Lake Hillier is a saline lake on the edge of Middle Island, the largest of the islands and islets that make up the Recherche Archipelago in the Goldfields-Esperance region, off the south coast of Western Australia. It is particularly notable for its pink colour. A long and thin shore divides the Southern Ocean (by some definitions, the Indian Ocean) from the lake.
Lake Hillier was visited by the Matthew Flinders expedition on 15 January 1802. Flinders's journal entries are considered to be the first written records of the lake. Flinders observed the pink lake after ascending the island's highest peak (now called Flinders Peak), describing the lake as follows:
In the north-eastern part was a small lake of a rose colour, the water of which, as I was informed by Mr. Thistle who visited it, was so saturated with salt that sufficient quantities were crystallised near the shores to load a ship. The specimen he brought on board was of a good quality, and required no other process than drying to be fit for use.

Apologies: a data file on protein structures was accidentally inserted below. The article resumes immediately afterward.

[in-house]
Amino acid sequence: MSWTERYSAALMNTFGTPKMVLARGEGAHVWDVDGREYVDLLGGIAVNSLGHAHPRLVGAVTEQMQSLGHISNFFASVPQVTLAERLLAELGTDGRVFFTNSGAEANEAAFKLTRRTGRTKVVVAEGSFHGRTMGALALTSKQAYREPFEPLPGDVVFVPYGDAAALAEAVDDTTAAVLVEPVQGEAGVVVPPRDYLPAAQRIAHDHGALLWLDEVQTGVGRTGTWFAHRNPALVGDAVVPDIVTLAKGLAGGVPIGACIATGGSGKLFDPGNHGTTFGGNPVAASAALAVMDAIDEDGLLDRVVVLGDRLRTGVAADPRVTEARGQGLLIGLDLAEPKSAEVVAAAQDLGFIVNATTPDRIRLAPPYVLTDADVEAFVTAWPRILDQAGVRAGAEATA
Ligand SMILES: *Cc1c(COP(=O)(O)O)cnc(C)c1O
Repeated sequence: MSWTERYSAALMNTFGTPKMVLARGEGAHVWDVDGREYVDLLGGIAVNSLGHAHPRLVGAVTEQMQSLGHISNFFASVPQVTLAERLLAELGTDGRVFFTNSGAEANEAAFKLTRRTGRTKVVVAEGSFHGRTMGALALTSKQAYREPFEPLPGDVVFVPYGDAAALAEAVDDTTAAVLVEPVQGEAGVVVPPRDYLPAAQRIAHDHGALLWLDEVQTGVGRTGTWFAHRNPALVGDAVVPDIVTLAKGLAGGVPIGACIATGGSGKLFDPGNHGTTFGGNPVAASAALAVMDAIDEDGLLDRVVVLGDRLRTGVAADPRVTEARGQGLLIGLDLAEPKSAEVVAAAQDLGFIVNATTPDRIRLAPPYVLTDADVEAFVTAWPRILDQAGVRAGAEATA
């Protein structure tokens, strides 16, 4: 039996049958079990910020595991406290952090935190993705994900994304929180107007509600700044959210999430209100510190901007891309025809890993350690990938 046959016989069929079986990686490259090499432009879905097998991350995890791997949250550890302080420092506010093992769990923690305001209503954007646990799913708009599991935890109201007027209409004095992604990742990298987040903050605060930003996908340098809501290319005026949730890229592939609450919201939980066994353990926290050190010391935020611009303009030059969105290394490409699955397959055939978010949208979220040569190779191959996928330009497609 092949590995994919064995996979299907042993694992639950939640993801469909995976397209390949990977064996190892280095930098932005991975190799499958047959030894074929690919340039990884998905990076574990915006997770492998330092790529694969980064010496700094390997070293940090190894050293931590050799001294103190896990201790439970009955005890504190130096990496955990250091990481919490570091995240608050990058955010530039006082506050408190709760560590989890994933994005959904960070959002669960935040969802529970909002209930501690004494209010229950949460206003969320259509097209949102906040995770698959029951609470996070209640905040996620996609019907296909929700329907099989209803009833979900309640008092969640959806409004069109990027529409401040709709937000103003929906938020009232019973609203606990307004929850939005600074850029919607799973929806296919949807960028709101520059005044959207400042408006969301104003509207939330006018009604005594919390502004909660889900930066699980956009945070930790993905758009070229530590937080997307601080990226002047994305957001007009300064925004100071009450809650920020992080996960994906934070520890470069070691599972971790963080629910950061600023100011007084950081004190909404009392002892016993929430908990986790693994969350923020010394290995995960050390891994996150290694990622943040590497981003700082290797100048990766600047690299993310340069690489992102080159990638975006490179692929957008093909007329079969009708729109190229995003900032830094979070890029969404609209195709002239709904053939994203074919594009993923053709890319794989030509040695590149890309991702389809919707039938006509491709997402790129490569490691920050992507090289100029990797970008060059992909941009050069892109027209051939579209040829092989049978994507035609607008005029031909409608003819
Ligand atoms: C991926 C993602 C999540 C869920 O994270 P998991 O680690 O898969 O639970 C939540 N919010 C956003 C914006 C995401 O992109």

Flinders visited Middle Island again in May 1803; he intended "to stop a day or two in Goose-Island Bay, for the purposes of procuring geese for our sick people, seal oil for our lamps, and a few casks of salt from the lake on Middle Island". It is reported that Flinders subsequently named the lake after William Hillier, a crew member of Investigator who died of dysentery on 20 May 1803 prior to the expedition's departure from Middle Island.
In 1889, Edward Andrews investigated the commercial possibilities of producing salt from Lake Hillier, and briefly moved onto the island with both of his sons. They left after working the salt deposits for about one year.
The lake was subject to salt mining during the late 19th century. The salt mining enterprise is reported as failing for a number of reasons including "the toxicity of the salt collected for consumption".